Deployment of Static Files to Heroku

If you use Ruby on Rails, Django or NodeJS frameworks on the same domains they have special folders, usually called static, public or assets. But what if you what deploy just “static” file which are usually not so static, by they way.

Heroku uses Cedar stack as an application creation tool and it doesn’t support flat-out deployment of static files such as HTML, CSS or JavaScript, unless they come with some server-side language, e.g, PHP, Ruby, Python. This might come in handy if you are using front-end applications build with jQuery or BackboneJS framework and services like Parse.com or Firebase.com or consume your own back-end deployed as a different application on different instance and/or domain.

There are multiple ways to trick Heroku and Cedar into thinking that your HTML, CSS and JavaScript files are PHP or Ruby on Rails, or any other legitimate Cedar stack, applications. Here is the simplest way is to create index.php file in your project folder, on the same level as your .git folder. You can do this in terminal with this command:

$ touch index.php

Then we turn off PHP with .htaccess directive. You can add line to .htaccess and create it with this terminal command:

$ echo 'php_flag engine off' > .htaccess

This two terminal command will create empty index.php file and .htaccess file which turns PHP off. This solution was discovered by Kenneth Reitz.

Another approach is less elegant but also involves PHP. Create file index.php on the same level as index.html in the project folder which you would like to publish/deploy to Heroku with the following content:

<?php echo file_get_contents('index.html'); ?>

Third way is to use Ruby and Ruby Bamboo stack. In this case, we would need the following structure:

 -project folder
    config.ru
   /public
      index.html
      /css
      app.js
      ...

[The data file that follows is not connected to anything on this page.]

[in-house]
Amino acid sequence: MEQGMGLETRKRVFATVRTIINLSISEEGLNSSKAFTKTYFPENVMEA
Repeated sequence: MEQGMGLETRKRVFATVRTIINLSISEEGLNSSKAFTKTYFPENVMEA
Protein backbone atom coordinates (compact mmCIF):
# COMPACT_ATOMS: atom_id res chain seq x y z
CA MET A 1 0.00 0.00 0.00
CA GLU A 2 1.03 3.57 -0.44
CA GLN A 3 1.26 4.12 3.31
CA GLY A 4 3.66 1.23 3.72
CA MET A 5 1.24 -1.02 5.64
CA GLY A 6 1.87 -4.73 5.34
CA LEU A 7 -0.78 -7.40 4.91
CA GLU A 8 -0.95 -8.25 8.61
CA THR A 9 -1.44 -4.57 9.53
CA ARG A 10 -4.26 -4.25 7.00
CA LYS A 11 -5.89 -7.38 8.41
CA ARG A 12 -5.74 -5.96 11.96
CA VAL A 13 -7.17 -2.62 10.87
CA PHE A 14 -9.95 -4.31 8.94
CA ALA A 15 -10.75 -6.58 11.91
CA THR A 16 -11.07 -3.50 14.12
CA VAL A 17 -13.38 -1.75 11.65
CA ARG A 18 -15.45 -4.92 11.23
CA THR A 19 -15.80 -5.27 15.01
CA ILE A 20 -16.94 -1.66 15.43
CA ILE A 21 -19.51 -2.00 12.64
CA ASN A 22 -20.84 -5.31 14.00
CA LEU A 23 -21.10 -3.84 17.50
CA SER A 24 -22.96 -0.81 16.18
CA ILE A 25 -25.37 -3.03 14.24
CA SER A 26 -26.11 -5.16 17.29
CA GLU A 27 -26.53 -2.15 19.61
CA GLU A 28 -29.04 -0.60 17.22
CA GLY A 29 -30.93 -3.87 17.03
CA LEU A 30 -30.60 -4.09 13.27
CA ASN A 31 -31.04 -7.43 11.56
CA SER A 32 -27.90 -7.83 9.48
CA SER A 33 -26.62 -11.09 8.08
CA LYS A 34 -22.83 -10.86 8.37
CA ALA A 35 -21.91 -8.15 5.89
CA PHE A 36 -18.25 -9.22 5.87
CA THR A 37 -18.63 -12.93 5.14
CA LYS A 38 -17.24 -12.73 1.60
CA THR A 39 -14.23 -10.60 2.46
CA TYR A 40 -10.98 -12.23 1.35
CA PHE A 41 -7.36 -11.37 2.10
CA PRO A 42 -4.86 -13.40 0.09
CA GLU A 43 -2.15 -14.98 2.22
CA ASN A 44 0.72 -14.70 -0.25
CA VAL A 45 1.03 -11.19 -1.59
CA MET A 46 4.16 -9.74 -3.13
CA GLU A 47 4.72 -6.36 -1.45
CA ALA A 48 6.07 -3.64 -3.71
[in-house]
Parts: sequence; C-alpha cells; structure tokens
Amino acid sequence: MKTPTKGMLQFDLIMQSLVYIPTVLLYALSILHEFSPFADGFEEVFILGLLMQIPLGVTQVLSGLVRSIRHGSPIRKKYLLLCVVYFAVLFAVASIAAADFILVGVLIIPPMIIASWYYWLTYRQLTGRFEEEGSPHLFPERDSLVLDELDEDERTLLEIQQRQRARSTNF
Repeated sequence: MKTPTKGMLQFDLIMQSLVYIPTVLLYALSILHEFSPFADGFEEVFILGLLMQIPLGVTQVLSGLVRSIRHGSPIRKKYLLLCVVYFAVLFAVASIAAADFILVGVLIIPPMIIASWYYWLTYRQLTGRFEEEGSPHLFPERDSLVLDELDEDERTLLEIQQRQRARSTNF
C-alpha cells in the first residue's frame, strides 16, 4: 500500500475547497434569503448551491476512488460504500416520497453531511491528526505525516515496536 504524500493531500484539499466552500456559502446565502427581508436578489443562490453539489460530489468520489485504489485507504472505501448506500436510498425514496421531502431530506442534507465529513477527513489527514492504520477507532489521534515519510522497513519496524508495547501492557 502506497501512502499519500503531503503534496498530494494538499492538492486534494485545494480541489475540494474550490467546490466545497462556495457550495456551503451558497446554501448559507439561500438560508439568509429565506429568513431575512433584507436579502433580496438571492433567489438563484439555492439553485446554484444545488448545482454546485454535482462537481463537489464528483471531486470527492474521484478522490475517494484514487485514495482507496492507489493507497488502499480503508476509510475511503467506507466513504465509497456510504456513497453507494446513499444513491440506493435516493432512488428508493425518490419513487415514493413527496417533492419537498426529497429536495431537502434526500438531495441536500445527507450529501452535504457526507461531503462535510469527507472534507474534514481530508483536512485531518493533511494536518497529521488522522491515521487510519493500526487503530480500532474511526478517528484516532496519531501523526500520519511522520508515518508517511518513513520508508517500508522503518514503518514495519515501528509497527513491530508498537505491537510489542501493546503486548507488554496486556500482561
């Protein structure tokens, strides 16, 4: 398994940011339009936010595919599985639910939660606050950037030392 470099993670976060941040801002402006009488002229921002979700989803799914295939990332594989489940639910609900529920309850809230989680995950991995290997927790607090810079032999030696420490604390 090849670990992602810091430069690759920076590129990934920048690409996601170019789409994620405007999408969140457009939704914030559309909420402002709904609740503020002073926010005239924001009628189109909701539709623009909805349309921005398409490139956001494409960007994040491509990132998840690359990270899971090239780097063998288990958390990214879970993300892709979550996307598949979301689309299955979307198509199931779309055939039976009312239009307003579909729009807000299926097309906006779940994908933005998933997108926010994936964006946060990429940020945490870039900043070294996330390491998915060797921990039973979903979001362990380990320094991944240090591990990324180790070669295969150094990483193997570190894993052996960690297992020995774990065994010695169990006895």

The path in index.html to CSS and other assets should be relative. i.e. ‘css/style.css’. The config.ru file should contain the following code:

use Rack::Static, 
  :urls => ["/stylesheets", "/images"],
  :root => "public"

run lambda { |env|
  [
    200, 
    {
      'Content-Type'  => 'text/html', 
      'Cache-Control' => 'public, max-age=86400' 
    },
    File.open('public/index.html', File::RDONLY)
  ]
}

For more details, you could refer to official Bamboo Heroku documentation.

Last but not least, for Python and Django developers, you could add following to your urls.py:

urlpatterns += patterns(”, (r’^static/(?P.*)$’, ‘django.views.static.serve’, {‘document_root’: settings.STATIC_ROOT}),)

Or with this Procfile line:

web: python my_django_app/manage.py collectstatic --noinput; bin/gunicorn_django --workers=4 --bind=0.0.0.0:$PORT my_django_app/settings.py 

The full Django post is at Managing Django Static Files on Heroku.

If you use NodeJS, here is how to write your own server:

var http = require("http"),
url = require("url"),
path = require("path"),
fs = require("fs")
port = process.argv[2] || 8888;

http.createServer(function(request, response) {

  var uri = url.parse(request.url).pathname
    , filename = path.join(process.cwd(), uri);

  path.exists(filename, function(exists) {
    if(!exists) {
      response.writeHead(404, {"Content-Type": "text/plain"});
      response.write("404 Not Found\n");
      response.end();
      return;
    }

    if (fs.statSync(filename).isDirectory()) filename += '/index.html';

    fs.readFile(filename, "binary", function(err, file) {
      if(err) {        
        response.writeHead(500, {"Content-Type": "text/plain"});
        response.write(err + "\n");
        response.end();
        return;
      }

      response.writeHead(200);
      response.write(file, "binary");
      response.end();
    });
  });
}).listen(parseInt(port, 10));

console.log("Static file server running at\n  => http://localhost:" + port + "/\nCTRL + C to shutdown");